Often overlooked but rarely underappreciated, transit fans unofficially celebrated the centennial birth of the Manhattan Bridge on December 31, 2009.
The 1470-foot suspension bridge, which connects DUMBO to Chinatown and holds the B, D, N, Q trains, was designed by Leon Solomon Moisseiff and inspired by Paris’ Porte St. Dennis.
On New Year’s Eve morning, a small group of bridge revelers withstood fierce cross winds whipping over the East River to meet in the middle of the Manhattan Bridge and walk back to Brooklyn Bridge Park to eat a birthday cake and listen to a song written and performed by Brooklyn-based musician Beau Jennings just for the occasion.
The party, organized by Lonely Planet’s US Travel Editor and 76-Second Travel Show producer Robert Reid, was filmed for his weekly show and will air on Lonely Planet’s Web site beginning this week.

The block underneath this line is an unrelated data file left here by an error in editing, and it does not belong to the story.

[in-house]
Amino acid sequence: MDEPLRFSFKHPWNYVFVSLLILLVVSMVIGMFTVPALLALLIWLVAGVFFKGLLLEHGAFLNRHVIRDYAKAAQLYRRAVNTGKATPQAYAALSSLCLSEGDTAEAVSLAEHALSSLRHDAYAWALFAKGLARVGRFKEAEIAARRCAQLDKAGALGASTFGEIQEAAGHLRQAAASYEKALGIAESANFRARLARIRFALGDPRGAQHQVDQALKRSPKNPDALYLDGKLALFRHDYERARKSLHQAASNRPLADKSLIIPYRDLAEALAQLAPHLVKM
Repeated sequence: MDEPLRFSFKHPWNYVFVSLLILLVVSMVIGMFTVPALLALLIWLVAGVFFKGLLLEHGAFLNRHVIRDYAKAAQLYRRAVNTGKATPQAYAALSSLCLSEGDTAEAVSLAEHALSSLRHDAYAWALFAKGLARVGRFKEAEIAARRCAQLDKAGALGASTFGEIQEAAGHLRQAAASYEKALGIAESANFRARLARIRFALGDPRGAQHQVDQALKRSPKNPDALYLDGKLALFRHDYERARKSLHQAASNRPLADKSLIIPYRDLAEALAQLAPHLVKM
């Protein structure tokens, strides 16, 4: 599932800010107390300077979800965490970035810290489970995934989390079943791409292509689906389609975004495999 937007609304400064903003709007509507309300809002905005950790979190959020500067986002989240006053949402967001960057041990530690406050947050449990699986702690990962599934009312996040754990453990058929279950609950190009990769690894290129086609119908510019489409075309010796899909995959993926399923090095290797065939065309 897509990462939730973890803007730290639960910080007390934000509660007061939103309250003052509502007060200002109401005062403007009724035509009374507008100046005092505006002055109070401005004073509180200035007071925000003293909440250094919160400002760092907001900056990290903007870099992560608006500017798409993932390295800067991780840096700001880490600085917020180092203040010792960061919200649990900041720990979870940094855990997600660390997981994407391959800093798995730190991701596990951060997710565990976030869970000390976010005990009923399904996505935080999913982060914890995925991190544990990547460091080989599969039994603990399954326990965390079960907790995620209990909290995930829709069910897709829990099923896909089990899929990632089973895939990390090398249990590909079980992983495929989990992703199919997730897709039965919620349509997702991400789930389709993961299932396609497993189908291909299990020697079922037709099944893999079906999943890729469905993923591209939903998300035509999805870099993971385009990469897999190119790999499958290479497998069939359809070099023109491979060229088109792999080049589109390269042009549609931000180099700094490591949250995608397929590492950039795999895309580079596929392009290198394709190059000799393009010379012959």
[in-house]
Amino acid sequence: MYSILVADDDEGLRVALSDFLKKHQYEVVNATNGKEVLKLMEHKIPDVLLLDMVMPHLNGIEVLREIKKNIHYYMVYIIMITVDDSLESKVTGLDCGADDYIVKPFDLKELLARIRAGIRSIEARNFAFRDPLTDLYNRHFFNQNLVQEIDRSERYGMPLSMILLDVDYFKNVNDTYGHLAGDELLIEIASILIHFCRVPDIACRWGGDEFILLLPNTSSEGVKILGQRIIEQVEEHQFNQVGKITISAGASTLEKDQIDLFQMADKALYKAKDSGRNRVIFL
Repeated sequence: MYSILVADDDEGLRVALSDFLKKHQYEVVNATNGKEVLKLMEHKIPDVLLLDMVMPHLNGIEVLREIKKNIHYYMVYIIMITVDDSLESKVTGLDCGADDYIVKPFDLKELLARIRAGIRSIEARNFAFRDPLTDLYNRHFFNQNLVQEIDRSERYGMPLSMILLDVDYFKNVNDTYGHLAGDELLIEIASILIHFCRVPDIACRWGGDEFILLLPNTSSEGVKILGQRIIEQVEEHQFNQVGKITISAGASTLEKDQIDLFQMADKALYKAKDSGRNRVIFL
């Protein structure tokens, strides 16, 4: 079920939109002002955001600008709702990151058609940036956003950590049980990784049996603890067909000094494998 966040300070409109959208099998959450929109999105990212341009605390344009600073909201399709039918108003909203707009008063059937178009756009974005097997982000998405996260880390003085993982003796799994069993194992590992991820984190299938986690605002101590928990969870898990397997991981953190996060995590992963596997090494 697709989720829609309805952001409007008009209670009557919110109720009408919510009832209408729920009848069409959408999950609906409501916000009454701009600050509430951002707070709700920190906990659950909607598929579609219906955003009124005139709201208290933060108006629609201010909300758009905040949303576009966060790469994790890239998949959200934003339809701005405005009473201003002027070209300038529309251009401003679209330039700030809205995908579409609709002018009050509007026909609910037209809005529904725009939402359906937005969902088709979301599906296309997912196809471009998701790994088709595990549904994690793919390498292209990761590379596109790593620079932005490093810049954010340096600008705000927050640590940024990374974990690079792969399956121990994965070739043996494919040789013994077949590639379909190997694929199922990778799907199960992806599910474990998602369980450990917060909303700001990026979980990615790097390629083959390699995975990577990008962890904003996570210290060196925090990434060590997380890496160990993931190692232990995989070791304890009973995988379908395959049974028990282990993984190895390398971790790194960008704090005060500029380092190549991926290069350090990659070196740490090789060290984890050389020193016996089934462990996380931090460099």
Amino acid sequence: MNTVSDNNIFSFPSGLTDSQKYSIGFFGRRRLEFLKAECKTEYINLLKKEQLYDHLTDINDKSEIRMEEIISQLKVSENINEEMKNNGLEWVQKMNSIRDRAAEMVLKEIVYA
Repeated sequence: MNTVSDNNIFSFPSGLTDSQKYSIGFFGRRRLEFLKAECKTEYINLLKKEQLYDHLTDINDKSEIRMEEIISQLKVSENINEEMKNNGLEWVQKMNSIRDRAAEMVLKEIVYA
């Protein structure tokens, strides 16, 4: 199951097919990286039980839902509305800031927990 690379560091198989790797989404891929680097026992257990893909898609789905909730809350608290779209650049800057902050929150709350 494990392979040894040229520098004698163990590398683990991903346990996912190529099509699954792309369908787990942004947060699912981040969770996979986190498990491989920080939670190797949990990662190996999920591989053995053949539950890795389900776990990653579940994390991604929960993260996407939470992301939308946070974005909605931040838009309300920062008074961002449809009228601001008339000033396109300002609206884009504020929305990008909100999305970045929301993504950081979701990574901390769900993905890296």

“Taking a second look at this bridge is what travel is about,” said Reid, a Brooklyn resident for seven years. “It’s neighbor is more famous and perhaps more impressive, but the Manhattan is gorgeous. It anchors the East River scene and has the grandest entrance of any New York bridge. Plus Lou Reed put it on the back of his Perfect Night: Live in London album.”
Reid noted that while the New York City Bridge Commission already held its centennial celebration in early October, the real opening of the bridge was on December 31, 1909 and should be commemorated as such.
“What if your friends decided to hold your birthday two months in advance because that worked better for them?” said Reid. “We need to give the Manhattan Bridge the respect and birthday party it deserves.”
The episode featuring the Manhattan Bridge birthday party will be broadcast on Lonely Planet’s 76-Second Travel Show at www.lonely